I had never experienced the level of commitment to inner change, or as deep an understanding of the value in helping others who have suffered similar pain, as I did among the Acholi. Their culture of forgiveness and acceptance seemed wholly unique.
What we learned from the Acholi and the profound message they send out into the world in the film is that there is always hope. No matter what happens, no matter how difficult, there is always the possibility to start again and transform through empathy, forgiveness, compassion and commitment.
The conviction that we had to do what we could to help these courageous people pushed us through countless operational difficulties and a punishing research and filming schedule in hot and dusty conditions. Eric and I also developed a lively sense of humour along the way. We were given the names of Professor Gum (‘gum’ meaning luck) and Professor Omara (‘omara’ meaning love) by the Acholi, not bad for a couple of uptight white guys.
On the big screen
We first screened the film at a peace conference in Switzerland in August, organised by Initiatives of Change – an international charity that campaigns for a more sustainable, compassionate world. Sitting in the audience with women from Liberia, South Africa, Kenya, Rwanda and South Sudan, and hearing their laughter, sighs and whispers was a great moment for us. It meant acceptance from people who lived in countries with similar cultures, who knew something of the horror that the film touched on. Afterwards many of them asked when it would be translated so that they could share this message of hope with their own people.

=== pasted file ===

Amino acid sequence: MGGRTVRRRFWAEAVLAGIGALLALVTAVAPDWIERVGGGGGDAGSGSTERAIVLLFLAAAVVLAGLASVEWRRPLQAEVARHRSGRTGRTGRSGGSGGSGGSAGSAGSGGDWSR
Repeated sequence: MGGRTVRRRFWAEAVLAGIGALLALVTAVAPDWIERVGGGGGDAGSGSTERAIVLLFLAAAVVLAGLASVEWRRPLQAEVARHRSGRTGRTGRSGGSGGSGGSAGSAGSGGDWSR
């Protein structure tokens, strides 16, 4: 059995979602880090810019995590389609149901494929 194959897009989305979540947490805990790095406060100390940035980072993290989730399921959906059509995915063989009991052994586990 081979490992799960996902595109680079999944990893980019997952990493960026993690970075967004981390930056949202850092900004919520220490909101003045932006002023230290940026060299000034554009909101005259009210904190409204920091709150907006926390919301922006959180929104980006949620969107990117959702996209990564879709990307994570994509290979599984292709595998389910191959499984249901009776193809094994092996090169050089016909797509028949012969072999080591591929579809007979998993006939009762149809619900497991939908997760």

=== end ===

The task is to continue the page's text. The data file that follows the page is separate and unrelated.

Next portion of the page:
I have just returned from the film’s premiere in Uganda. I felt the palpable impact in the audience of what we had made, as the film progressed. Ugandans are known for their love of conversation, but there was near silence throughout. Afterwards the minister of state for northern Uganda, Grace Kwiyucwiny, quipped: “No one fell asleep in there.”
A Film for Northern Uganda is reaching people from many walks of life, moving them, and interesting them in places and people they may never have heard of. We could not ask more than that.
Tales of resilience from A Film for Northern Uganda
Recovery from the trauma of war and its associated pain and grief is a slow process featuring many setbacks. Despite this, Burks and Bednarski found individuals rebuilding their communities. Here are just some of their stories
Annet’s parents were murdered by the LRA in front of her when she was seven years old.
She then became the possession of a commander. She lost her first child when the little girl was shot off her back in a running battle in the bush. After years of intense isolation and hardship, she finally escaped and returned to the city of Gulu.
Along with other former abductees, Annet formed a supportive child mother’s community, Wuro Cokwo, and the group secured support and resources from development charities including Seeds for Development and Send a Cow.
“We didn’t have drums, so we used jerry cans,” she says in the film. “We started a dance group. Dancing helped us to block the bad memories.”